'Stella-perfect' performance from Immaculate-bound Shaneil
Well-rounded and equipped with a winning mentality, Shaneil Miles' journey to perfect scores in the recent Grade Six Achievement Test (GSAT) required not only sacrifice and sleepless nights, but a battle against anxiety that only intensified as the exam drew closer.
Still, the almost-certain scholarship recipient, who takes her seat at Immaculate Conception High come September, was always building towards a grand finish.
"First term I got 96.8 per cent, then it was 97 per cent and then 99 per cent, but I was still very shocked that I got perfect scores in GSAT," the Stella Maris Preparatory student told The Gleaner, further explaining her apprehension towards communication task and science.
"In addition to being very tired in the days leading up to GSAT, I was so nervous that I cried right before the communication task paper. I wasn't sure if I was going to get an essay or a story, and I don't really like essays, I'm better at stories, so I was very relieved when I found out that I was writing a story," she explained.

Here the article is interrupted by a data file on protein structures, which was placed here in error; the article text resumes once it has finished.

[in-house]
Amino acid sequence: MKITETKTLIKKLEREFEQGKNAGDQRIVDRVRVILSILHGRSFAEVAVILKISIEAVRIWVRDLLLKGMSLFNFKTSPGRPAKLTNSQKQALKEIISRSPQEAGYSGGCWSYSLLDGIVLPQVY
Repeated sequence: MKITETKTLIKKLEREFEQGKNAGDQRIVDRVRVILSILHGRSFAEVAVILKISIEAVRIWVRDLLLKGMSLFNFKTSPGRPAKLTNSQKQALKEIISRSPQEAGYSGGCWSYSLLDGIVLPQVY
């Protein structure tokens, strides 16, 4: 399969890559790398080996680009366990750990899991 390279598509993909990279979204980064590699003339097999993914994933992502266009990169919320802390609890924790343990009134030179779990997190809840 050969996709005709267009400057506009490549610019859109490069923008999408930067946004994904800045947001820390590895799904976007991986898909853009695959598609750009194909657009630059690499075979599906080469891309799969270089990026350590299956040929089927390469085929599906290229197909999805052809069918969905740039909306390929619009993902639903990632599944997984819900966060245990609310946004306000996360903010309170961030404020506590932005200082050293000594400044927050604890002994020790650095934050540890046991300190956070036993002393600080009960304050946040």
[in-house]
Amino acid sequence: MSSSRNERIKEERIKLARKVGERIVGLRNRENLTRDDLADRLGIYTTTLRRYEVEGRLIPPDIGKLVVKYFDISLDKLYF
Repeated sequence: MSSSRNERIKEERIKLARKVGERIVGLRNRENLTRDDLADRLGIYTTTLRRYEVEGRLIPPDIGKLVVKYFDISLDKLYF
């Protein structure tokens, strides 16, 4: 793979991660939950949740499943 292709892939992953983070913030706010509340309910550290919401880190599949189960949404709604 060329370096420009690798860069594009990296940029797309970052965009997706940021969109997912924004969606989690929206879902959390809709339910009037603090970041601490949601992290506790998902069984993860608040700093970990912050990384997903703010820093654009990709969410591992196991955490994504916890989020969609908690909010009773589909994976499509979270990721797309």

The cheerful 12-year-old with a deep love for birds credited her perfect performance to a mix of exceptional teaching, family support and the balance she struck between academics and extracurricular activities.
"This would not be possible without my mom and Ms Broughton. My mother is always there at home pushing me and encouraging me to do my best, and I have an amazing teacher. Even my 10-year-old sister played a part because she quizzed me a lot with social studies and science, which was one of my weak areas. I was also involved in quite a few sports - netball, track, swimming - and that really helped my time management," she articulated.
Shaneil's exploits come just one year after Jada Grey and Zorian Facey, both from Stella Maris Preparatory, also topped GSAT with perfect scores.
Speaking to Shaneil's success, her teacher Natalee Broughton labelled her a fighter and leader who always strive for perfection.
"She's always been a very good, rounded student and she doesn't like to lose. So even when she does sports, she wants to win, and it's the same attitude she has in class. We weren't hell-bent on her getting perfect scores but we knew she had the potential," said Broughton.